Nicholas Francis a manager of the web and mobile services for a community hospital in central New Jersey which employs my creative side in terms of branding, user interface and web design.
Tell me about yourself?
I am a manager of the web and mobile services for a community hospital in central New Jersey which employs my creative side in terms of branding, user interface and web design. I also maintain a part-time freelance client base which includes everything from logo and web design as well as some illustration work. Outside of my career I am married to an amazing partner, we have a dog and no children. We both like to go to spin class, walk our dog and find novel places to explore when able.
Tell me about your work experience?
My first commission was revising my local high school’s marching band logo at 16. After college, I interned at Square Soft, Inc. colourizing and cleaning up background concepts for a westernized action RPG tentatively titled Hilaria: The Twin Flames. Outside of the internship, I was creating a pitch with a friend for an animated series about some of our experiences in high school\ early adulthood. (We even managed to get an interview at MTV studios to pitch our concept in early 2002 but nothing came of it.) This was near 9/11 and so shortly after the events of 9/11, the internship was disbanded. I felt disenfranchised by all of this and decided to return to school for IT, and I completed a Bachelor of Science in 2009. I retained taking private \ local clients throughout my life which continues to this day.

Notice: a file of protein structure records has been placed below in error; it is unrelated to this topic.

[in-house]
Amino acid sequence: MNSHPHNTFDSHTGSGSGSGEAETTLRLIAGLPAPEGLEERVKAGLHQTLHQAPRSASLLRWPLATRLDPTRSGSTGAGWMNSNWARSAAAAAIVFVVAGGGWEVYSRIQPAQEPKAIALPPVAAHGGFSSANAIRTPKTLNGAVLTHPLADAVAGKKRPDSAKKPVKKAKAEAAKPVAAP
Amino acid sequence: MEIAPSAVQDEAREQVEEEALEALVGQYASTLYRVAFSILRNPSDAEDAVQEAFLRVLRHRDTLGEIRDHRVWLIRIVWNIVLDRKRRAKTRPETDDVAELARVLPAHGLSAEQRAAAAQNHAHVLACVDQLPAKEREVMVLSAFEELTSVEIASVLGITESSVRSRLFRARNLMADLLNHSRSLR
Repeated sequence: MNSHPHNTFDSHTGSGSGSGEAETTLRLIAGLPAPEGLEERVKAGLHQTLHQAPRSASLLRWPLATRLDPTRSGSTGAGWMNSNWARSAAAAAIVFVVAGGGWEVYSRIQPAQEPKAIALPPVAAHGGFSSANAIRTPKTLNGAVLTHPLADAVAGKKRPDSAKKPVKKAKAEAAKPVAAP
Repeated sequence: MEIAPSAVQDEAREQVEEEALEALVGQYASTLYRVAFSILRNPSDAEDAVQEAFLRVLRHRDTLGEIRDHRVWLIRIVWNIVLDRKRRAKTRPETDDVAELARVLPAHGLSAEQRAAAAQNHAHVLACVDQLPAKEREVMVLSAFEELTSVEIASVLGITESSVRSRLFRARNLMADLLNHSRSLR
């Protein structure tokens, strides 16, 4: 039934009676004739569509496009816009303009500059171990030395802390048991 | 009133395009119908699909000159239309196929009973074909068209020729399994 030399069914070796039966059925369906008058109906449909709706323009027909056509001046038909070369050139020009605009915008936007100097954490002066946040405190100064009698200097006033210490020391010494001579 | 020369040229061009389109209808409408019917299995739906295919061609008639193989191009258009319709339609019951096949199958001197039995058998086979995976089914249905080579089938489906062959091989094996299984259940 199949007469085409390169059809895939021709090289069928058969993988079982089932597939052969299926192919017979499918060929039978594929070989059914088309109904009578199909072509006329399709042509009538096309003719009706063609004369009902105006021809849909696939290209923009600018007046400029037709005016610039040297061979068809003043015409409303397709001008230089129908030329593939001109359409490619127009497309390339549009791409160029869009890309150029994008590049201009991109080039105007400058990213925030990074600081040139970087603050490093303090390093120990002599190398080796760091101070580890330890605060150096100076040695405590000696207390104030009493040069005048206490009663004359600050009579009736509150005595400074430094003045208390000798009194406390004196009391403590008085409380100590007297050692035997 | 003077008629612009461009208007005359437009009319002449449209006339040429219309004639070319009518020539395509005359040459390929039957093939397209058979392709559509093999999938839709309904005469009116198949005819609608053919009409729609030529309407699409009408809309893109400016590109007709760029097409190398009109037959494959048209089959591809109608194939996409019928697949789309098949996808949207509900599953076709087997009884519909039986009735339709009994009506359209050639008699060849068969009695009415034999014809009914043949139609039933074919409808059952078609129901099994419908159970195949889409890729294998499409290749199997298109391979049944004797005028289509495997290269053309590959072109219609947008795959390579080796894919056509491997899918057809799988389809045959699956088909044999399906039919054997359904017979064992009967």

At what age did you start doing work and developed a love for artwork?
I have loved art for as long as I can remember. My earliest art memory was creating a stoplight out of coloured construction paper in kindergarten.
How did you develop a fondness for artwork?
This is a surprisingly tricky question to answer as I have never known a point in my life where I did not love art. I do not always love the artistic process or the business aspect of maintaining a client base. I often hate how critical I am of myself and work but not a day goes by that some form of art is not in my life or on my mind.
Did you study artwork? If yes then from where?
I attended and graduated from The Joe Kubert School of Cartoon and Graphic Arts in Dover, NJ from 1998-2001 with a focus on cinematic animation.
From where did you learn this?
In Kubert, I learned the full stack of the comic illustration process including comic layout, life drawing, illustration, inking, colouring (traditional and digital) and comic panel handwriting. For my second and third years, I entered their (no longer available) cinematic animation program where we learned traditional animation, from storyboarding, keyframing, inbetweening, audio and lip-syncing, etc., that culminated in one minute fully animated senior year project piece!
Why did you choose art as a profession?